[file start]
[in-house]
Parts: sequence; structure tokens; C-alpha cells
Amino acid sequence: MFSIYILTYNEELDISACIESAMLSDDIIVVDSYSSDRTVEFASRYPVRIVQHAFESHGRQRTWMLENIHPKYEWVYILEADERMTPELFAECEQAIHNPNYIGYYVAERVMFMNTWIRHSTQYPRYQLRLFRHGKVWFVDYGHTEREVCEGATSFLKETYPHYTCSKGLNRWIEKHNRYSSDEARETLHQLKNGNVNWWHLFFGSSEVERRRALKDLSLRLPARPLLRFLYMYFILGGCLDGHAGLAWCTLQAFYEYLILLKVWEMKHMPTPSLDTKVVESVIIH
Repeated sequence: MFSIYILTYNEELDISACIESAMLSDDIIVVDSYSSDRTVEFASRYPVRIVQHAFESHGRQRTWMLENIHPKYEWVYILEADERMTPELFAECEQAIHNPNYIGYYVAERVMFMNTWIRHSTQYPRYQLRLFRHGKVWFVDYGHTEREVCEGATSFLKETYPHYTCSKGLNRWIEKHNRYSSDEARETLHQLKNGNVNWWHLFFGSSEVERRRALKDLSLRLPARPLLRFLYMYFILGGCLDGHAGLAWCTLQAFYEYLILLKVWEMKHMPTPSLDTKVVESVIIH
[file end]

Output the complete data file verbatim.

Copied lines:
[in-house]
Parts: sequence; structure tokens; C-alpha cells
Amino acid sequence: MFSIYILTYNEELDISACIESAMLSDDIIVVDSYSSDRTVEFASRYPVRIVQHAFESHGRQRTWMLENIHPKYEWVYILEADERMTPELFAECEQAIHNPNYIGYYVAERVMFMNTWIRHSTQYPRYQLRLFRHGKVWFVDYGHTEREVCEGATSFLKETYPHYTCSKGLNRWIEKHNRYSSDEARETLHQLKNGNVNWWHLFFGSSEVERRRALKDLSLRLPARPLLRFLYMYFILGGCLDGHAGLAWCTLQAFYEYLILLKVWEMKHMPTPSLDTKVVESVIIH
Repeated sequence: MFSIYILTYNEELDISACIESAMLSDDIIVVDSYSSDRTVEFASRYPVRIVQHAFESHGRQRTWMLENIHPKYEWVYILEADERMTPELFAECEQAIHNPNYIGYYVAERVMFMNTWIRHSTQYPRYQLRLFRHGKVWFVDYGHTEREVCEGATSFLKETYPHYTCSKGLNRWIEKHNRYSSDEARETLHQLKNGNVNWWHLFFGSSEVERRRALKDLSLRLPARPLLRFLYMYFILGGCLDGHAGLAWCTLQAFYEYLILLKVWEMKHMPTPSLDTKVVESVIIH